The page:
Food allergen labeling has evolved tremendously in the United States over the past few decades. As recently as 2004, there were no mandatory labeling laws in effect, meaning manufacturers did not have to specifically call out ingredients that could trigger allergic reactions. Congress passed the Food Allergen Labeling and Consumer Protection Act (FALCPA), which required the mandatory labeling of eight major food allergens on food packaging: milk, eggs, fish, shellfish, tree nuts, peanuts, wheat, and soybeans. Now sesame has been added as the ninth item on the list of must-disclose ingredients out of concern for the large number of Americans who experience sesame allergy symptoms.
How the list of common allergens was created
While there is currently no set threshold that the FDA considers when making a case to consider a food being added as a potential allergen, it’s important to understand the complexity of food allergies and just what the research shows regarding their prevalence.
The data used to identify the original list of allergenic foods was developed from studies that began with a working paper in 1993. This paper was presented to the Codex Committee on Food Labeling, which was then followed by a Food and Agriculture Organization (FAO) Technical Consultation on Food Allergens in 1995. The FAO report was based heavily around the pediatric population, using data on food allergies from a clinical setting. However, it was an instrumental part in the labeling of the top eight food allergens. Both the Codex and FAO report led to the creation of “a list of foods of concern” in 1999 as part of the Codex General Standard for the Labeling of Prepackaged Food (Codex Alimentarius, 2001).
Nearly 16 years went by before the next major update to food allergy laws was passed in the U.S. In April 2021, the Food and Drug Administration (FDA) signed into law the Food Allergy Safety, Treatment, Education, and Research (FASTER) Act, which declared sesame as the ninth major food allergy in the United States. Given the expense and time needed for companies to reconfigure packaging to comply with this new law, that changes officially goes into effect in January 2023.
Why add sesame allergy labeling now?
A 2019 study found that .23 percent of U.S. adults and children are allergic to sesame. As labeling laws stood in the past, sesame used as a spice or seasoning didn’t have to be labeled in the ingredient list and could be coupled under the name spice blend/mix/etc. often seen in many ingredients statements. For someone with a sesame allergy, this would make navigating many packaged food products rather challenging.
“Some of it is based on the prevalence within the population and sometimes it’s in order to help consumers more easily identify potentially allergenic foods. Sesame is a good example of the latter,” says Sherry Coleman Collins, MS, RDN, LD, food allergy registered dietitian at Southern Fried Nutrition and consultant to the National Peanut Board. “While it impacts a very small percentage of the population, for those who do have a potentially severe food allergy to sesame, it can be very difficult to identify in packaged foods. The addition of sesame to the labeling law requires that sesame be disclosed clearly if it is used as an intentional ingredient.”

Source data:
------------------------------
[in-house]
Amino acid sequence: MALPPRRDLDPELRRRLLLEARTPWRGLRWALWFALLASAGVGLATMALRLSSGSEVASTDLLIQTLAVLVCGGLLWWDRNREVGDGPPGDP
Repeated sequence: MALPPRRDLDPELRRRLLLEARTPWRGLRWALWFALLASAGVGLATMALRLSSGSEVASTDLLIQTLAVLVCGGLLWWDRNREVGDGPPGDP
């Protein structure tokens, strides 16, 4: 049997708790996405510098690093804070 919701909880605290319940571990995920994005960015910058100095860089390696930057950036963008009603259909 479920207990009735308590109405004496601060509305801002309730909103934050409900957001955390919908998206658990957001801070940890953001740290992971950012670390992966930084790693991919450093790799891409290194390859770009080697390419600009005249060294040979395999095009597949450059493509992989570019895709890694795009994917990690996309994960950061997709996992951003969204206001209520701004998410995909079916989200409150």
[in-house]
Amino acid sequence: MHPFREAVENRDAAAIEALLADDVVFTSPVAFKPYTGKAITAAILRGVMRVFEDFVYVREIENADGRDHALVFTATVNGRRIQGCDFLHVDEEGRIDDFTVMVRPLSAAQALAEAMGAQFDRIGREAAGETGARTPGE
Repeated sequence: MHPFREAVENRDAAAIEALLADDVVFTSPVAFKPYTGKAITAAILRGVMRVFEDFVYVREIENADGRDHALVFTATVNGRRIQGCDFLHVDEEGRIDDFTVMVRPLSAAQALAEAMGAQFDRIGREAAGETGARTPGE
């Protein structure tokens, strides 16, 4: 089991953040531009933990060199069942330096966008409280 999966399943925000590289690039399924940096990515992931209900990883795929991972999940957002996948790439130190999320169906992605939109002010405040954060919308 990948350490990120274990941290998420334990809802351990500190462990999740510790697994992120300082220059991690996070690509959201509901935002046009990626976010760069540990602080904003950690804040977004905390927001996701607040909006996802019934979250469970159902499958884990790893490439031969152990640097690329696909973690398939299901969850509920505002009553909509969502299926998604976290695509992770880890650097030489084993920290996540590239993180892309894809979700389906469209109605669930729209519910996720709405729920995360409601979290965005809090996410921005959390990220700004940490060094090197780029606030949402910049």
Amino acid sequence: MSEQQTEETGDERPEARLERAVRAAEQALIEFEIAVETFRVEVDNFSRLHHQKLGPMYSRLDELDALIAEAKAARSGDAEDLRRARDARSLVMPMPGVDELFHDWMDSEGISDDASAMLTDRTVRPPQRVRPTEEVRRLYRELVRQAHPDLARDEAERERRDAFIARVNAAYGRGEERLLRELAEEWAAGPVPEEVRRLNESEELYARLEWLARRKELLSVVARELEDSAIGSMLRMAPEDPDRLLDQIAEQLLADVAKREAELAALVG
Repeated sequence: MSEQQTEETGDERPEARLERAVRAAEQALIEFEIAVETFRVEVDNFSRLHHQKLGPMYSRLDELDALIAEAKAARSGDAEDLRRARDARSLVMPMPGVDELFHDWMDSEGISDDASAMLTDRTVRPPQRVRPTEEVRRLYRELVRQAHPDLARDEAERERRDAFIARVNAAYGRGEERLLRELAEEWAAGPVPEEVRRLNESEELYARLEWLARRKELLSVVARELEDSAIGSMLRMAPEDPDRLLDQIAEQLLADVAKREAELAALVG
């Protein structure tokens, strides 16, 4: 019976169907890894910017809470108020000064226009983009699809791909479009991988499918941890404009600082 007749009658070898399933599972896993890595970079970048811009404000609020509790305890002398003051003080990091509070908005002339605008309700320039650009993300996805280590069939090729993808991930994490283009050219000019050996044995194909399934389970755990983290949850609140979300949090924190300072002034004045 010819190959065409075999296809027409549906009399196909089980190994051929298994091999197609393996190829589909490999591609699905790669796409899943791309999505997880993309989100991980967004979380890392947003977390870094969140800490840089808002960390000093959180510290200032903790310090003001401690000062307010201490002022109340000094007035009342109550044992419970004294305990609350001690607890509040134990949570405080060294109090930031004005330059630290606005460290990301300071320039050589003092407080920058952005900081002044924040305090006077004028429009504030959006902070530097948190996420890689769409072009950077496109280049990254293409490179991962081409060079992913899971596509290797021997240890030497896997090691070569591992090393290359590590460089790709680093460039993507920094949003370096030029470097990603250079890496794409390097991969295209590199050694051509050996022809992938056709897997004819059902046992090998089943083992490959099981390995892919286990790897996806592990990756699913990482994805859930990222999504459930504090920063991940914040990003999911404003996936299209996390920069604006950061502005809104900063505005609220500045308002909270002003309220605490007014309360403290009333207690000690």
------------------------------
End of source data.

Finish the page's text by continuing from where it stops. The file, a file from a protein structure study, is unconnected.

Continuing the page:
Food allergen labeling around the globe
There is no formal list of global food allergens that require mandatory labeling on foods. Given each culture has traditional dishes and foods that comprise a large part of their regular diet, it’s interesting to see where each country differs when it comes to labeling foods as allergens.
The University of Nebraska, Lincoln’s Food Allergy Research and Resource Program has a hub for monitoring the food allergens identified in many countries globally, and they see a number of overlaps. Many countries align in listing milk, shellfish, fish, egg, peanuts, and tree nuts as food allergens, with wheat/gluten being more divisive. Some countries list foods like fruits and vegetables such as mangos, tomatoes, and celery as allergens, while others list spices such as mustard on their allergen list.
Japan is the only country on the university’s International Regulatory Chart that does not list soy as an allergen. Since soy is present in numerous forms throughout Japanese cultural cuisine, it’s not surprising that this would not necessarily be listed as a top food allergen.
Collins notes that when considering the global nature of consumer packaged goods, an international labeling standard could have some potential benefits. “For instance, if there was an agreed-upon list of allergens, it could simplify the import/export process of foods, which would be a good thing. It would ensure that wherever the food is manufactured, the labeling would clearly provide the information needed by individuals with food allergies and reduce the risk of accidental ingestion.”